And I wasn't planning to quit 27 days ago. No, I had made a commitment at the first of the year that I would quit "sometime" this year. And then, back in late April, I had taken a class on habits. Very good class, highly recommend it to anyone who wants to form good habits. Which is what I bought it for--to form better work and productivity habits--not to quit a bad habit. Ah, but God had other plans, as there was a part near the end on breaking bad habits (He (or She) always knows how to backdoor me on stuff like this). So even though, according to the course, you are only supposed to work on one habit at a time, I did not see a conflict with "starting" to work on breaking the smoking "habit" while I was implementing my new good work habit. (plus, I was never one to do something just because an authority figure (course author) told me to! I mean, in case you didn't figure that out yet )
So I started with an incremental technique, which is one way to break a bad habit. Start with an extreme commitment--I will not smoke, for instance--but with a condition that does not fully implement that commitment, which makes it easier to fulfill the extreme commitment. So, in my case, I said I will not smoke (extreme commitment), but only for the minimum of an hour and a half between cigarettes ( a somewhat easy condition). The "plan" was to gradually increase the condition (the amount of time between cigarettes), until there was so much time between each cigarette that it would be easy to stop completely. Now my "out" (that I fully acknowledged and embraced in my addictive head) was that this was going to take months, as the habits class said that you stay at each condition level (in this case, the amount of time between cigarettes) for as long as it takes for that condition to happen automatically and without thought. So I'm thinking that an hour and a half between cigarettes will take at least a month before it becomes absolutely automatic for me. Then I go to 2 hours between smokes, and that will take at least a month before it's fully automatic, with no thought needed. Then 3 hours between smokes will take another month or so, etc, etc, etc--until I get to about 15 hours between smokes, at which point I can quit completely. And I had it all planned out--if I really milked it, I could keep smoking until well into next year! Great plan! ( I said smugly in the back of my head). I have a plan, it makes the wife happy, and I WILL eventually quit (no, really, it'll happen...really, it will)--but I'm probably gonna get to smoke for another year in the meantime. YES!!!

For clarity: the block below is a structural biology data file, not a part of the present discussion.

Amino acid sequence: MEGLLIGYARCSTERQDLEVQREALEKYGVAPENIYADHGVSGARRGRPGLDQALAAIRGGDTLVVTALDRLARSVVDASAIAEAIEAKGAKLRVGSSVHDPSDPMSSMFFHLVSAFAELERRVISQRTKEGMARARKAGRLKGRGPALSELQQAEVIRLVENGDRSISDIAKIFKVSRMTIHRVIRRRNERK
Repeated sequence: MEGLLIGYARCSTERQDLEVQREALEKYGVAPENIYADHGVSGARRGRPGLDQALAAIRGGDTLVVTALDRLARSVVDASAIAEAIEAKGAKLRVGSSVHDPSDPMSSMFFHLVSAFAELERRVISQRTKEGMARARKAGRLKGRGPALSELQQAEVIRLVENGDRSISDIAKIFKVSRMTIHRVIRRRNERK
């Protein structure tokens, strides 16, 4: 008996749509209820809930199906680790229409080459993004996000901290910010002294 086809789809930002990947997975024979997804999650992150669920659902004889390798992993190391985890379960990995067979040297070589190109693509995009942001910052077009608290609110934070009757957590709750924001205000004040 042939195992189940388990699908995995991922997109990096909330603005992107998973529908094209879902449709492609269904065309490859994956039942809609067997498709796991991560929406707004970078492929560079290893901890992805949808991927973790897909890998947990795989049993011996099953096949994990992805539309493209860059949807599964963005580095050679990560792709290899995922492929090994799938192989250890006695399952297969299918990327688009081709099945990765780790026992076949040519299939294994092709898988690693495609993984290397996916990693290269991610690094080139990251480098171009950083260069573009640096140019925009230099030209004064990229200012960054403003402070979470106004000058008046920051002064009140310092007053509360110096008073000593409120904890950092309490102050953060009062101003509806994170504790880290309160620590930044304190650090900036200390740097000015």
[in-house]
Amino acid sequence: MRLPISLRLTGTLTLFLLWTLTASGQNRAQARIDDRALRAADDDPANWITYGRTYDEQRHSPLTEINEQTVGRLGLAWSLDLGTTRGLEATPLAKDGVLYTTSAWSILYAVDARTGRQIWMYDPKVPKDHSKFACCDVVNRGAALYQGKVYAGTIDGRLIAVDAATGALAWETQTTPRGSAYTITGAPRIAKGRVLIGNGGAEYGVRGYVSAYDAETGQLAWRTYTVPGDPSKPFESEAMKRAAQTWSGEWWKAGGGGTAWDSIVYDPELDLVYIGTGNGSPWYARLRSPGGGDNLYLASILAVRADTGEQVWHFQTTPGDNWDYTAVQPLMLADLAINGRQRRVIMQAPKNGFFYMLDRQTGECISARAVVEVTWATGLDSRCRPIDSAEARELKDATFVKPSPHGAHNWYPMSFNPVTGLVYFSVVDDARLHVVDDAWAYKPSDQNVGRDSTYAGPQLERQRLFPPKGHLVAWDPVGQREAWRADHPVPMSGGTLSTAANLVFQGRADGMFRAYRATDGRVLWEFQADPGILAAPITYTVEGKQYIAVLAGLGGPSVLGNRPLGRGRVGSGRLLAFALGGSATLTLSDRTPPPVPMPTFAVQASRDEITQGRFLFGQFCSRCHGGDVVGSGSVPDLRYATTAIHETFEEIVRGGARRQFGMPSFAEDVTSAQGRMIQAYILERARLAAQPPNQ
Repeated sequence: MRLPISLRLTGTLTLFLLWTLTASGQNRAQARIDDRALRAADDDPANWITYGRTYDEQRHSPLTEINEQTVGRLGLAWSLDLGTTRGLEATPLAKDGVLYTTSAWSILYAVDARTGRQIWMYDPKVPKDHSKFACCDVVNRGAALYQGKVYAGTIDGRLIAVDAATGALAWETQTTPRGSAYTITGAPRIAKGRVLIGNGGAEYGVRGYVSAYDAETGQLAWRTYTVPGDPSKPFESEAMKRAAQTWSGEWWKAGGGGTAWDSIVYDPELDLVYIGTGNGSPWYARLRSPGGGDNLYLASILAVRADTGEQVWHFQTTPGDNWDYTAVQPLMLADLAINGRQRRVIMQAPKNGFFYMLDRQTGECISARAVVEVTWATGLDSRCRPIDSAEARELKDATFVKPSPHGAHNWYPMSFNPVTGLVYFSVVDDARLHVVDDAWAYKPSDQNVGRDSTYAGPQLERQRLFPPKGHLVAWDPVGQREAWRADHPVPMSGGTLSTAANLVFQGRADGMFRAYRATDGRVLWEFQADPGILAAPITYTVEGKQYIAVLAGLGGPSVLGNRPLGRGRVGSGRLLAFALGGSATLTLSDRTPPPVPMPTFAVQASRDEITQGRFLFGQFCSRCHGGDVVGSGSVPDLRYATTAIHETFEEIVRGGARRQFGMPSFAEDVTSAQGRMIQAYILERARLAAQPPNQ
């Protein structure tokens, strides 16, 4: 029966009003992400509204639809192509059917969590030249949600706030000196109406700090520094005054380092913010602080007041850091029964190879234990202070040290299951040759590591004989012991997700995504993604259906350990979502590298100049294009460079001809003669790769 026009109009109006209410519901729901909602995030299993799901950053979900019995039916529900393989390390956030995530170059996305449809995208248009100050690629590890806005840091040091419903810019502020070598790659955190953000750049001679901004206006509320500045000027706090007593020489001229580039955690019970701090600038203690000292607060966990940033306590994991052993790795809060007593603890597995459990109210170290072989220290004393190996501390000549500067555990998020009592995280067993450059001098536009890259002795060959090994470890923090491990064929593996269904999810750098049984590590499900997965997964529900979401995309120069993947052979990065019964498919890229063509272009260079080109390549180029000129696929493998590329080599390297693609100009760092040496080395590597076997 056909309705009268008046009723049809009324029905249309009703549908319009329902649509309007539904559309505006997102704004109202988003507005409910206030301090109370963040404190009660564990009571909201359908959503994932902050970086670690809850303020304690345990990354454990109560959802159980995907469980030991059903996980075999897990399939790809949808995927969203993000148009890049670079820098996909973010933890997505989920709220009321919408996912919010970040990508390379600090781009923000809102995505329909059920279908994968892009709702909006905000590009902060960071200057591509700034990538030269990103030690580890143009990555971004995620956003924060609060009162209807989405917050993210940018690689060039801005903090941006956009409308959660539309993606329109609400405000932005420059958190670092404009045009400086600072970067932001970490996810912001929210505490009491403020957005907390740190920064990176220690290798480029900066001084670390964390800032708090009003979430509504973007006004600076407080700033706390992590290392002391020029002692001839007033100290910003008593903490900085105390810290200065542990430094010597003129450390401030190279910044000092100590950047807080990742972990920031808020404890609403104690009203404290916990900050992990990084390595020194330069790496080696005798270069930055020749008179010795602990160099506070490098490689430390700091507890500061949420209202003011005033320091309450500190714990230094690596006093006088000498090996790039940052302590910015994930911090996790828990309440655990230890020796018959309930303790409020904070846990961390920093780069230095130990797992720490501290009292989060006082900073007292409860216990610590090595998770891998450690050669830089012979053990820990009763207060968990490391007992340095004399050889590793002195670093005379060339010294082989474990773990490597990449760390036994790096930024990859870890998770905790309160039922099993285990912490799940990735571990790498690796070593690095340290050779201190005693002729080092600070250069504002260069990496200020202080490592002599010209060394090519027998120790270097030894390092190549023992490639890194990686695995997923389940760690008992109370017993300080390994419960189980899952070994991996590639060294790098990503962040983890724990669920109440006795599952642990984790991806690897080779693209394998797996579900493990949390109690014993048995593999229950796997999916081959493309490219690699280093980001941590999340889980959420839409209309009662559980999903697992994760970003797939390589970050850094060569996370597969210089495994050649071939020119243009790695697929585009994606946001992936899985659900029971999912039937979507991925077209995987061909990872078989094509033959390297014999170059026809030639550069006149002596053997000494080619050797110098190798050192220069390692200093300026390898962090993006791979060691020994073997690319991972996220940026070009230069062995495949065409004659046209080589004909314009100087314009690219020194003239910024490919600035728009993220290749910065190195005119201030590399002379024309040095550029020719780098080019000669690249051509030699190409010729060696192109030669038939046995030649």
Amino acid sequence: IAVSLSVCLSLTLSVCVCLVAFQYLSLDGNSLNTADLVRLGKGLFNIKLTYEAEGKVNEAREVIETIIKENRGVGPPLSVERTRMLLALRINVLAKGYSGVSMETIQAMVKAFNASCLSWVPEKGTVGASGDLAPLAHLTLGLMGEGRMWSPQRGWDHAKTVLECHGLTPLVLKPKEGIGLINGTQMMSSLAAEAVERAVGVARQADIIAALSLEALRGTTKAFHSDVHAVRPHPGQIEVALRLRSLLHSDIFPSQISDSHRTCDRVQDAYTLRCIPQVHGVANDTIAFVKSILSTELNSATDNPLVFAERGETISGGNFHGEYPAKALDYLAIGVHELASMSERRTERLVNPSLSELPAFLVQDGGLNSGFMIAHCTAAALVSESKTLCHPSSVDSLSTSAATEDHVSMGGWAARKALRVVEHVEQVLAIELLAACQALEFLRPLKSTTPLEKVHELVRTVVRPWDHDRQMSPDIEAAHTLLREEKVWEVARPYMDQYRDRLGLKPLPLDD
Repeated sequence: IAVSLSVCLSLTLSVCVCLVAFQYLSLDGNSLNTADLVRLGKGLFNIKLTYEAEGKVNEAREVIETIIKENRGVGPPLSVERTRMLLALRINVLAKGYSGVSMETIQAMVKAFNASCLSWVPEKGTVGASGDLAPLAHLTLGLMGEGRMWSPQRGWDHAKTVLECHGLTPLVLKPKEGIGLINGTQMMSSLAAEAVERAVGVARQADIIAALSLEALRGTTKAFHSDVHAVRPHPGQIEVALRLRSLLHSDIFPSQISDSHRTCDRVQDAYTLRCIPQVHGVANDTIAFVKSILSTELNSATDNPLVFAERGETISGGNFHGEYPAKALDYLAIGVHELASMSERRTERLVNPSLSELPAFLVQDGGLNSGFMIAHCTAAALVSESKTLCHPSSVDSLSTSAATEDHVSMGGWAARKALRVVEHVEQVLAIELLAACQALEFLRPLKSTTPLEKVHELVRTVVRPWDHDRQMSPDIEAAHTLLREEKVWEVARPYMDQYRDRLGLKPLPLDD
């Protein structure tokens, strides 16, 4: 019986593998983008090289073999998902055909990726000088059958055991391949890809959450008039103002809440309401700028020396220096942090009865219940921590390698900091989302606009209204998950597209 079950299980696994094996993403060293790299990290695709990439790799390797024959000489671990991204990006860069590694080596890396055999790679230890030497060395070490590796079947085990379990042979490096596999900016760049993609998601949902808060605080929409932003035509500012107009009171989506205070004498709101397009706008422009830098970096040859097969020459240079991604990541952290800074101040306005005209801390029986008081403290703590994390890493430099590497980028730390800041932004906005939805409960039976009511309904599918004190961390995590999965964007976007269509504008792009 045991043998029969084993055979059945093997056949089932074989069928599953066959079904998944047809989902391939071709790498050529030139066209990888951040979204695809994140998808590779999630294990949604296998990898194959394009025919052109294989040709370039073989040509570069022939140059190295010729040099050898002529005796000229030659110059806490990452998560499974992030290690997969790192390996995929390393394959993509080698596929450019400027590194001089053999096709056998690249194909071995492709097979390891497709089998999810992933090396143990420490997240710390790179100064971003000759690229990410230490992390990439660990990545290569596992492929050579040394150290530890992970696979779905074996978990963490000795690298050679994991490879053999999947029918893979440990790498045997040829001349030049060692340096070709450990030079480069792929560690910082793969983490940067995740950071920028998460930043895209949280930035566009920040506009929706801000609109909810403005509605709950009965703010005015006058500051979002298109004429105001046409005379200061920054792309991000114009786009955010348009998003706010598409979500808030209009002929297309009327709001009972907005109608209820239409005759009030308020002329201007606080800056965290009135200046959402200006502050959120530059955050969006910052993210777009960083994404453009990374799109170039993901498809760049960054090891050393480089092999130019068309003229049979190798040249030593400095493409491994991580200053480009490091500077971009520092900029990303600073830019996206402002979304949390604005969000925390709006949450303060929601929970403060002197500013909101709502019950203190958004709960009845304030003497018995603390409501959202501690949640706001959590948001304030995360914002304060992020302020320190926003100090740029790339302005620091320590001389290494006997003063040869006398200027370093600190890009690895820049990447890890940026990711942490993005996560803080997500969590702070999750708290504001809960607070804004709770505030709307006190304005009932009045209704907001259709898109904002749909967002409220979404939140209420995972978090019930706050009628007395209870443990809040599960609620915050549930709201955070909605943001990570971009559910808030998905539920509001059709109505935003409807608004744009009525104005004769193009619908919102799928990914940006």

Ah, but God had other plans. Damn Her! Three days into this, I'm already up to over 2 hours between cigarettes! And the real trick is that I'm starting to see my associations with smoking. Damn, I didn't even know about associations yet, because I hadn't yet started doing research on quitting (because quitting was so far off--or so I thought). But I'm seeing them nonetheless. And as I see them, I start challenging them. For instance, I normally smoked one on the way to Starbucks first thing in the morning, and then another right before I would start to work--so usually a little less than an hour and a half; but when I went to an hour and a half minimum between smokes, it made me see my association of "must have one right before I start working." Then, since I work at home, I said "well, since I'm not smoking right before I start working, I'll wait until after my first 25-minute focus session" ( focus session was one of my good habit techniques I was implementing). Then, since I was on a roll with focus, skip the five-minute break between focus sessions and just do 2 focus sessions in a row before a smoke. Then, that gets close to when I wake my ten-year-old twins up for school, so I might as well wait until after I get them up at 6:55 before I have my second smoke. Then I pushed it back to 7:42, when I put them on the bus. And each time, an association was identified and then challenged. And since I was at least doing my hour and a half between smokes, my challenges to the smoking associations were never a command or a requirement (subject to immediate resistance by the addict)--it was more like "well, WHAT IF I just wait until the kids are on the bus? Yeah, I can try that."